Celtic Kane

How do you think it did? Well…it crashed. Basically nothing went right during launch, but I did learn some things that will hopefully help me if I do another rocket. The problems started when I tried to put an engine in my engine block. Apparently the engines lose diameter after launch (not just mass), and I used an old engine to measure out a correct diameter. Solution? Right before launch I grabbed a lighter, melted the engine block (which was a CD) and increased the diameter. The fix was simple and effective.

I picked the launch day a month or two in advance, and I was determined to launch no matter what. This, of course, was another mistake. It was a relatively windy day, and the wind definitely didn’t do me any favors.

Once I put the rocket onto the stand, the big problems started. My nose cone was too heavy and it broke my launch lug off. I wasn’t prepared with any duct tape or super glue, so I did what any normal person would do — put it back on with chewing gum. Although the gum did not hold it very well, it still ended up working later on. Once I put the rocket back on the stand, I realized that the weight of the rocket was too great for the stand (especially with the wind) because the stand was just tipping over. Solution? Well…I just put the damn thing on the ground and hoped it would go straight. 3…2…1… It launched alright; it launched right at me! It got about 5-10 feet off the ground then just rotated right back down and ended up deploying the parachute (which did work) while it was on the ground. Not good — I broke a fin off too.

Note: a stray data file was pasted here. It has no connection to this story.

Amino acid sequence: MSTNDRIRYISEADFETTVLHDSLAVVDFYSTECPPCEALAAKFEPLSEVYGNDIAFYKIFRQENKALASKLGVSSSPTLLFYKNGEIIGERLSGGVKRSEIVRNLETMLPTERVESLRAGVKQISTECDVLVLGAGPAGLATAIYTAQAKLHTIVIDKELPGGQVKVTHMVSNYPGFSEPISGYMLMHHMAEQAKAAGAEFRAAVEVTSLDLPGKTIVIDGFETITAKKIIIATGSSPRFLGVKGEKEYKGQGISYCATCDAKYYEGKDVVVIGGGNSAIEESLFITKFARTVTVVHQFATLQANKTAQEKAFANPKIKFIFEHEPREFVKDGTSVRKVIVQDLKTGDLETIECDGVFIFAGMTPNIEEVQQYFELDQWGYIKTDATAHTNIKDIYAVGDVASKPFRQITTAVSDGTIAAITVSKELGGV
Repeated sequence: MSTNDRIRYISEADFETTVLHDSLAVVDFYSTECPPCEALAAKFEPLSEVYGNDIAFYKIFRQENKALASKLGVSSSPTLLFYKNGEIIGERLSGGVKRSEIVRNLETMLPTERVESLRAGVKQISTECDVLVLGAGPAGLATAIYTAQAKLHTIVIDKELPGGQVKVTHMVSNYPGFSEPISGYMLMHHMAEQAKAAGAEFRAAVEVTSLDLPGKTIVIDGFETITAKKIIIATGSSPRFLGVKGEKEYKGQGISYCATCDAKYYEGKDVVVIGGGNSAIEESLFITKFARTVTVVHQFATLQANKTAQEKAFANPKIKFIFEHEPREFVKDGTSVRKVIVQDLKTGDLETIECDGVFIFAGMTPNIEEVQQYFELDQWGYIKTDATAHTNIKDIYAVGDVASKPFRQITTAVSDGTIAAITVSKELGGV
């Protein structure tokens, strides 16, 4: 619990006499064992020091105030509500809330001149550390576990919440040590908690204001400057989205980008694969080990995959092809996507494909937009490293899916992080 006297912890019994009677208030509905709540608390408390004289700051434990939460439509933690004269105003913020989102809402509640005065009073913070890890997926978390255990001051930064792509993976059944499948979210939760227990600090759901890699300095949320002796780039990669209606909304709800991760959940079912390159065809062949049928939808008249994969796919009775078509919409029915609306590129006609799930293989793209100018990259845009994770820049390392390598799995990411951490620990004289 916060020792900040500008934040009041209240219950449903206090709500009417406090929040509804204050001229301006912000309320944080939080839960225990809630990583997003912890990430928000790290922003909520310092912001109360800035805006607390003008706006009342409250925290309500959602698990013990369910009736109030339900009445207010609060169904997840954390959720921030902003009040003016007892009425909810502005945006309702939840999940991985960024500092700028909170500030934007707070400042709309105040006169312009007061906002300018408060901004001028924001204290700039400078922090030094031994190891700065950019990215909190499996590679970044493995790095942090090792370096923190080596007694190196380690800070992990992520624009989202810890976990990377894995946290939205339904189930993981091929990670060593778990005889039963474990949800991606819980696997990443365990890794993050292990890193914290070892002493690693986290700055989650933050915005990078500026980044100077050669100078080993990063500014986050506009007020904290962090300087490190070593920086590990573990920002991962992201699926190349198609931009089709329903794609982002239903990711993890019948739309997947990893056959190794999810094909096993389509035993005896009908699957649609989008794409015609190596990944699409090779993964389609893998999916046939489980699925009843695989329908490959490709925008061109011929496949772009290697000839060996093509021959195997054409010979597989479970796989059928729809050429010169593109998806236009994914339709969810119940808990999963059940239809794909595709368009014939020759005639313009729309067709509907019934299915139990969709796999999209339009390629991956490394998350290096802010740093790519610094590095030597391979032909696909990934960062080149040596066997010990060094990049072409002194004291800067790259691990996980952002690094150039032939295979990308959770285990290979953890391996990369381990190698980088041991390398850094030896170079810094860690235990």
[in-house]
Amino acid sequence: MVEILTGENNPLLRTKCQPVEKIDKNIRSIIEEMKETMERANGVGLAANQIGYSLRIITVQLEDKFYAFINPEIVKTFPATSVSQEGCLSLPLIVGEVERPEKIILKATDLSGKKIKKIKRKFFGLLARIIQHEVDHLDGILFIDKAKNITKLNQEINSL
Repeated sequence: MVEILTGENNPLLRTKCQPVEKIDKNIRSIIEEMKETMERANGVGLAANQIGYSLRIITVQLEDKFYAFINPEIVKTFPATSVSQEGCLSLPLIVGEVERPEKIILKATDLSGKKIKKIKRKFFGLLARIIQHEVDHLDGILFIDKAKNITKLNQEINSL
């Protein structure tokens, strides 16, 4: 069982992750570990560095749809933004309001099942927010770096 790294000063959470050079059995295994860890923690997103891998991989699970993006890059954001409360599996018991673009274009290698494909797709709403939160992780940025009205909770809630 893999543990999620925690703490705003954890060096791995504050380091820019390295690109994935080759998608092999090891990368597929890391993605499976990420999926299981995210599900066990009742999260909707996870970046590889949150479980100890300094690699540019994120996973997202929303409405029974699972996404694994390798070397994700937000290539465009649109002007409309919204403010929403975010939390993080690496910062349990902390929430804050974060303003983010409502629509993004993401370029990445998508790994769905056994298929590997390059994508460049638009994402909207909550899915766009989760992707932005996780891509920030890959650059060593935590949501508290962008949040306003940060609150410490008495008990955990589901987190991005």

Now, most normal people would realize their rocket sucked and leave with some pride and some parts of a rocket left….well, that’s just not me. I took the nose cone off (it was too heavy), and I set the rocket back up on the stand — using the chewing gum to hold the launch lug to the rocket. 3…2…1….apparently if you’re missing a fin and a nose cone, the rocket won’t fly too well. Basically the exact same thing happened except this time all the fins broke off. I decided not to try a third time, since I figured I’d get about the same result.

What’s my conclusion? I think my rocket’s diameter and weight were far too great for a C engine. I was launching in windy weather, which didn’t really affect the rocket the day of launch since it didn’t get over 10 feet, but it would definitely have if the rocket had worked. What did work? Well, the parachute system deployed just like it was supposed to, and the engine block was literally perfect — if you don’t get anything else from this project, use my engine block design method. This concludes Project II, but what’s next? IF (yes, there may not be another) I do another rocketry project, I plan on doing a much smaller rocket, perhaps the size of a toilet paper roll. Who knows if I’ll do it or not, so check back every now and then to see what I’m up to.

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